I remember Matt Hagan telling me how Force kicked his butt on the track a few times last season, something he echoed when he edged past Force in the final round in Norwalk last summer. It was a common sentiment among all drivers a year ago as Force qualified No. 1 11 times and was just as impressive on the starting line.

She had their respect, she had their attention and maybe most importantly, not one competitor could say a bad word about her.

And that is where it will arguably be most difficult to see Force go.
She clearly had come into her own a year ago and one can only imagine what was possible when that full potential with Corradi and her team was unleashed. After watching her in 2018, you got the feeling the best was still to come.

Alas, it won’t happen, but there should be no sour feelings in that, either.
Going out like she did with a fantastic season was surely satisfying for her and it should be us as fans as well.

It’s always easy to wonder “what if,” especially as it relates to a talented racer who so easily grabbed the spotlight and thrived in it. The Force name gave her a pedestal, but she didn’t run from it. She embraced the attention, brought extra fanfare to the sport and built her own brand and identity in the process.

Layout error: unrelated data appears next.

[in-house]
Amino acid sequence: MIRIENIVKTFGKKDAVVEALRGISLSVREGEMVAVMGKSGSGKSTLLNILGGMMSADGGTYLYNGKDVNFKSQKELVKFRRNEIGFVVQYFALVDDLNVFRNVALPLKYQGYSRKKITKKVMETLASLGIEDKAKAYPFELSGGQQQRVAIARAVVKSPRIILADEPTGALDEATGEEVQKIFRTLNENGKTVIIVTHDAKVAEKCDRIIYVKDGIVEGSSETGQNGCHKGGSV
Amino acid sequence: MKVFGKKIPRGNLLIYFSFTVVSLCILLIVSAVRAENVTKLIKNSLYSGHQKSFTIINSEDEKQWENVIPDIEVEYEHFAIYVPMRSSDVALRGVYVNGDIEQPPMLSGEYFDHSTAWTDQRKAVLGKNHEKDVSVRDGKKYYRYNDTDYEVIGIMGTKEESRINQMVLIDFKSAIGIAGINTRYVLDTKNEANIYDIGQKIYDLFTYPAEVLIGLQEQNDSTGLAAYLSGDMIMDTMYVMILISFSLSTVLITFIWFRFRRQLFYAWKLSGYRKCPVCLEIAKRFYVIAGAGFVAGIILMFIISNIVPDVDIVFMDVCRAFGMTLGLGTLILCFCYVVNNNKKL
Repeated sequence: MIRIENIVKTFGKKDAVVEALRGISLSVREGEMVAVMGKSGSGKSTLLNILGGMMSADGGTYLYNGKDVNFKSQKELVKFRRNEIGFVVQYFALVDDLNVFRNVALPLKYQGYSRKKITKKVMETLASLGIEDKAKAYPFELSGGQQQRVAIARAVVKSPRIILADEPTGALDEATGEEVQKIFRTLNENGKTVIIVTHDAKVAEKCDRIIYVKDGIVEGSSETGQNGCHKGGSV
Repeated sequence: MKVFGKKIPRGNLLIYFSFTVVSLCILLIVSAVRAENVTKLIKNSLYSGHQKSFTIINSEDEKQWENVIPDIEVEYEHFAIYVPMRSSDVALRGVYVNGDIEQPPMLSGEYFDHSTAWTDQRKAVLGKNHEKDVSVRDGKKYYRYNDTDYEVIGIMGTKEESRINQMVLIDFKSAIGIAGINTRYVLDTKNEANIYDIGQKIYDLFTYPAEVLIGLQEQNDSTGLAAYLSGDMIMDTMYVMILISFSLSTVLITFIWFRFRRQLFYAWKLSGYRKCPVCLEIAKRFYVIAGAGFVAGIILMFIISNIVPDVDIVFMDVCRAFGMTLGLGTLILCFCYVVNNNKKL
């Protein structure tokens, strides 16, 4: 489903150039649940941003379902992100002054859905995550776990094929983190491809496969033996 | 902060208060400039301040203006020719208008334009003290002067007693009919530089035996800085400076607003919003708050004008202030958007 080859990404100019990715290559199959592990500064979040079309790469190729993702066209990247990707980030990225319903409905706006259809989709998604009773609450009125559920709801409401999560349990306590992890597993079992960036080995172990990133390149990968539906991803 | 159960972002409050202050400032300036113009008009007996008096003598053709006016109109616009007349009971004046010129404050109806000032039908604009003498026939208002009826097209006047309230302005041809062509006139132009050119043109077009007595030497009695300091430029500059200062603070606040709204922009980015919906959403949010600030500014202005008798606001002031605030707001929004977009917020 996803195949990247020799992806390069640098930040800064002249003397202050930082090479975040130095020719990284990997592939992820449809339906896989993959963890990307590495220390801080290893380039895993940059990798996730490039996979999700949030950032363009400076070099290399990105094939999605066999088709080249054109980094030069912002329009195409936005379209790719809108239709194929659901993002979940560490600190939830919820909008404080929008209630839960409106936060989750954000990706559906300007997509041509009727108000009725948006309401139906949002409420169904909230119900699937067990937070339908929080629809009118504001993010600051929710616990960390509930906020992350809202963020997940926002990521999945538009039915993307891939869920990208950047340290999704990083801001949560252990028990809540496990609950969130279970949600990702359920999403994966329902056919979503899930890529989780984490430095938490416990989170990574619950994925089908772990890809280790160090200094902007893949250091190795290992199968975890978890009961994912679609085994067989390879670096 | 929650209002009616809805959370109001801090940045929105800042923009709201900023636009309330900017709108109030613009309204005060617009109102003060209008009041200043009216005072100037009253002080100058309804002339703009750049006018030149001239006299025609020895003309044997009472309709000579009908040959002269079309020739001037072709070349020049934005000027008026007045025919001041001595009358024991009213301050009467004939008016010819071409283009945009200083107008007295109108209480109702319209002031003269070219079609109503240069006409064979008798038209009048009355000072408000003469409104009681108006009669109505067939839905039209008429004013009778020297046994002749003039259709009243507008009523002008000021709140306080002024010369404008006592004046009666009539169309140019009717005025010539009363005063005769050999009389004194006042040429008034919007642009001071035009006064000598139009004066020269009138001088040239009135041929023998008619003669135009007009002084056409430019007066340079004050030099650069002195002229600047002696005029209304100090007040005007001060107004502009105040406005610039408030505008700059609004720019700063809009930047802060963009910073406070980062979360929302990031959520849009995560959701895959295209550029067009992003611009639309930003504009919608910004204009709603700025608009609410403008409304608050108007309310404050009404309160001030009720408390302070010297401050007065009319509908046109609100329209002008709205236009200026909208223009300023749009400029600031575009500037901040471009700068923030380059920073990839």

She wasn’t afraid to take risks – the ESPN The Magazine photo shoot, as an example – and didn’t let anything get her down. It worked, too, and it wasn’t out of the ordinary to see Courtney grab the biggest spotlight out of any of the Force family at an event.

Advertisement. Scroll to continue reading.

I can remember as far back as 2013 when she beat her legendary father, John, in the final round at Epping and the impressive ovation that followed. It was a common theme, including when she topped John again in the final round this year at Richmond. Fans flocked to her and she welcomed that, taking the task of being a role model – especially to female fans – seriously.

She was remarkably popular and Force carried herself the way we would want any superstar to conduct themselves, both on and off the track. Which, of course, is why it pains me – and thousands more – to see her go.